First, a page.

Anomalous Origin of the Left Coronary Artery From the Main Pulmonary Artery in Adults
Coronary Collateralization at Its Best
Anomalous origin of the left coronary artery from the pulmonary artery (ALCAPA, or Bland-White-Garland syndrome) occurs once per 300 000 live births, usually as an isolated cardiac lesion. In fetal life, this anomaly is well tolerated because pulmonary pressure equals systemic pressure and oxygen content is identical in the main pulmonary artery (PA) and aorta. Therefore, coronary collateral growth is not especially promoted before birth. After birth, as soon as pulmonary pressure and saturation fall, left ventricular (LV) oxygen demands no longer can be accommodated by the left coronary artery (LCA), and ALCAPA leads to myocardial ischemia. Subendocardial ischemia can occur even in the presence of well-established coronary collateral vessels because of preferential coronary blood flow into the low-pressure pulmonary circulation instead of high-resistance myocardial blood vessel (ie, coronary steal). It is not surprising that up to 9 of 10 children with ALCAPA will die within the first year of life without surgical intervention. The asymptomatic individual presenting in adulthood is rare and must have a well-developed coronary collateral circulation with retrograde perfusion of the LV from the right coronary artery (RCA). Some of these patients have an ostial stenosis of the LCA, limiting the steal and increasing myocardial perfusion pressure. Even if asymptomatic, uncorrected adult ALCAPA patients are at risk for sudden death, which classically is precipitated by exercise.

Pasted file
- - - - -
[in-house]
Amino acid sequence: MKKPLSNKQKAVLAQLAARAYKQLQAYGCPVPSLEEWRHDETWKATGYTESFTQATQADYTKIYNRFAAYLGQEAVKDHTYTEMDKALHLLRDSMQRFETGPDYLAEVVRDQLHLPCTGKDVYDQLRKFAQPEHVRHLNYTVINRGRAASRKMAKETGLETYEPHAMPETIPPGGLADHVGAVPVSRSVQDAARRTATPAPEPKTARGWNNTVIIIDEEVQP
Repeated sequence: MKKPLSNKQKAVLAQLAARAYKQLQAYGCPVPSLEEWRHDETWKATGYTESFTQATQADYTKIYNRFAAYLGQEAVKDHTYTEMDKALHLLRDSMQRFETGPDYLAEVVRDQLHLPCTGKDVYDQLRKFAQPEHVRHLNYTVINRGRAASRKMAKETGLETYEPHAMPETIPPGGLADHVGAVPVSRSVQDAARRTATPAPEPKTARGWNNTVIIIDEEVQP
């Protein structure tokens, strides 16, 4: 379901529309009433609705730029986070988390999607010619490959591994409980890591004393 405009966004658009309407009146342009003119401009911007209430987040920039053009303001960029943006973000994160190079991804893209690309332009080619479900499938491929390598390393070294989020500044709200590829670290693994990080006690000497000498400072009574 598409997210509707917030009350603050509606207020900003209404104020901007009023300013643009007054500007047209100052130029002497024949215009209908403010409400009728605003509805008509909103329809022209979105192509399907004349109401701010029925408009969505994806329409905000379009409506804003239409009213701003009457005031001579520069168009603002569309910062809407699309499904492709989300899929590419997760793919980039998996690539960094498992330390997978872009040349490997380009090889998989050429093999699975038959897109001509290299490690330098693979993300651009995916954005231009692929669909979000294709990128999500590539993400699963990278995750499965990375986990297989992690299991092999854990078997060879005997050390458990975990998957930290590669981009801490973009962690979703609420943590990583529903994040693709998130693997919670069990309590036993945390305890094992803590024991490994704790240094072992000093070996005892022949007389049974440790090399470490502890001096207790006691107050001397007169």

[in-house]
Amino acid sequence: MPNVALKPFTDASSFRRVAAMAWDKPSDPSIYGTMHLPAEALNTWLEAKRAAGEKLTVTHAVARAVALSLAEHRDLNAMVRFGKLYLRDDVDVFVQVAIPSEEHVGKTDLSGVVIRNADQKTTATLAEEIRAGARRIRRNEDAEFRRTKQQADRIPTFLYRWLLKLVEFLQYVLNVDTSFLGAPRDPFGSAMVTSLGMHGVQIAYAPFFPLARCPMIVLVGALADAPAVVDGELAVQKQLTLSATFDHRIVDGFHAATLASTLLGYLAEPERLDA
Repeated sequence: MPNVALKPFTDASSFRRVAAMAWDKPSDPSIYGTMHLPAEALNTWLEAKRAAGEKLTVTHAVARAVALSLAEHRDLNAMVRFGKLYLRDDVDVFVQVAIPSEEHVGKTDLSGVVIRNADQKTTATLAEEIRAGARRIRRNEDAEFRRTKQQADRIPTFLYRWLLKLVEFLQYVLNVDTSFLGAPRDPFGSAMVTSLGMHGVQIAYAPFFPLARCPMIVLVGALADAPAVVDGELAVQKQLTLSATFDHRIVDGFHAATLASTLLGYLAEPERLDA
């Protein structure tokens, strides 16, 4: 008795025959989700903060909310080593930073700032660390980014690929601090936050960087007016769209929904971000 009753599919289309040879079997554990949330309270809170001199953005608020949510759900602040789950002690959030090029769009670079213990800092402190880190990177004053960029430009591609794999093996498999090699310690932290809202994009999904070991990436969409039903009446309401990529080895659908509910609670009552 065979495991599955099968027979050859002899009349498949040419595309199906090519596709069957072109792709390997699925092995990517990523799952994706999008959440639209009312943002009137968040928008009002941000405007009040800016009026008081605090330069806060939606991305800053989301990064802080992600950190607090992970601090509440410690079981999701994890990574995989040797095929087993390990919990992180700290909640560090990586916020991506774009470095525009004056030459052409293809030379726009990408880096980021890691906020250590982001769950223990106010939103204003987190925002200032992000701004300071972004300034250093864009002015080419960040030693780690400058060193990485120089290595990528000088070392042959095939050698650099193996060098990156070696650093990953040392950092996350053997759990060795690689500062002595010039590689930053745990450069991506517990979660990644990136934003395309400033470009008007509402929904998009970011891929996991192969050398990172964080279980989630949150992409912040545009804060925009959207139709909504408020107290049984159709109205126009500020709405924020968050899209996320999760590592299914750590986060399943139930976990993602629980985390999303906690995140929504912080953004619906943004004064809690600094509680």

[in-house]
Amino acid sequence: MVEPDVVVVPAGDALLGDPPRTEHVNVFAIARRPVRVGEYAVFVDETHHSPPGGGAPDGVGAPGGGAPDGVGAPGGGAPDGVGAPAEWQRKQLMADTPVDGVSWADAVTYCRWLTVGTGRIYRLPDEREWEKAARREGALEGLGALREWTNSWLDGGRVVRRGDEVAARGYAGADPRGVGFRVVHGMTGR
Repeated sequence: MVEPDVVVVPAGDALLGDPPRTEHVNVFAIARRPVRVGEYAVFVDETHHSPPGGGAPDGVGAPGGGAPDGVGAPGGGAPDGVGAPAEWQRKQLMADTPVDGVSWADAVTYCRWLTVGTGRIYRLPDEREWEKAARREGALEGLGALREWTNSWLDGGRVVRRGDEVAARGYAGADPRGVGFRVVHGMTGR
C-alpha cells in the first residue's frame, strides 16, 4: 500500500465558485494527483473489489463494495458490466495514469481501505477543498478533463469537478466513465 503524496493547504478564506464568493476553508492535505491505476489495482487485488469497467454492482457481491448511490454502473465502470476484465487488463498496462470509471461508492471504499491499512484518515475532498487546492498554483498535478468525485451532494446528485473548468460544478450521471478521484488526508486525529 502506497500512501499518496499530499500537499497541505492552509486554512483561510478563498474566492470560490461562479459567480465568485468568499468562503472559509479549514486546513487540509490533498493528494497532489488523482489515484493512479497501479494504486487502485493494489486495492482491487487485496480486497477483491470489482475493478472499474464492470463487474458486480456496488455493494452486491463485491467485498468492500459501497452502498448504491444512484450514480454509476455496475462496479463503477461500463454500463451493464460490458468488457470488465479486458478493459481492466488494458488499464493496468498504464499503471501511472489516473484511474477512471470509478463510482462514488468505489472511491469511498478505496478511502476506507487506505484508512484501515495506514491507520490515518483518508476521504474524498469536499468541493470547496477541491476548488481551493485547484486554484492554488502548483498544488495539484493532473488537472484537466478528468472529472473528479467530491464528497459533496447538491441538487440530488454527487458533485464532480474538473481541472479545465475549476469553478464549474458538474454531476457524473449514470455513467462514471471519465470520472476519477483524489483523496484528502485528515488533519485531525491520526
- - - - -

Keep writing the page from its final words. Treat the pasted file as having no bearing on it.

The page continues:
We recently examined a 38-year-old asymptomatic male undergoing cardiac evaluation for a continuous heart murmur along the left sternal border. His ECG showed sinus rhythm and was suggestive of a previous anteroseptal myocardial infarction. Transthoracic echocardiography demonstrated a large coronary artery arising from the right aortic sinus (Figure 1), turbulent diastolic flow within the interventricular septum and right ventricular (RV) apex, and take-off of a vessel from the posteromedial aspect of the PA (Figure 2). LV systolic function was mildly reduced with septal hypokinesis and apical akinesis. Cardiac MRI confirmed ALCAPA (Figures 3 and 4⇓) by demonstrating the pulmonary origin of the LCA with retrograde flow in the left anterior descending artery (LAD). The turbulent diastolic flow seen in the interventricular septum on echocardiography was the result of large septal collateral vessels. Delayed gadolinium-enhanced imaging demonstrated a viable myocardium with only subendocardial hyperenhancement in the LAD and circumflex territories (Figure 5). Right coronary angiography revealed a dilated and tortuous vessel with impressive right-to-left collateralization (Figure 6).
The patient currently is awaiting surgical repair to establish 2-coronary myocardial perfusion.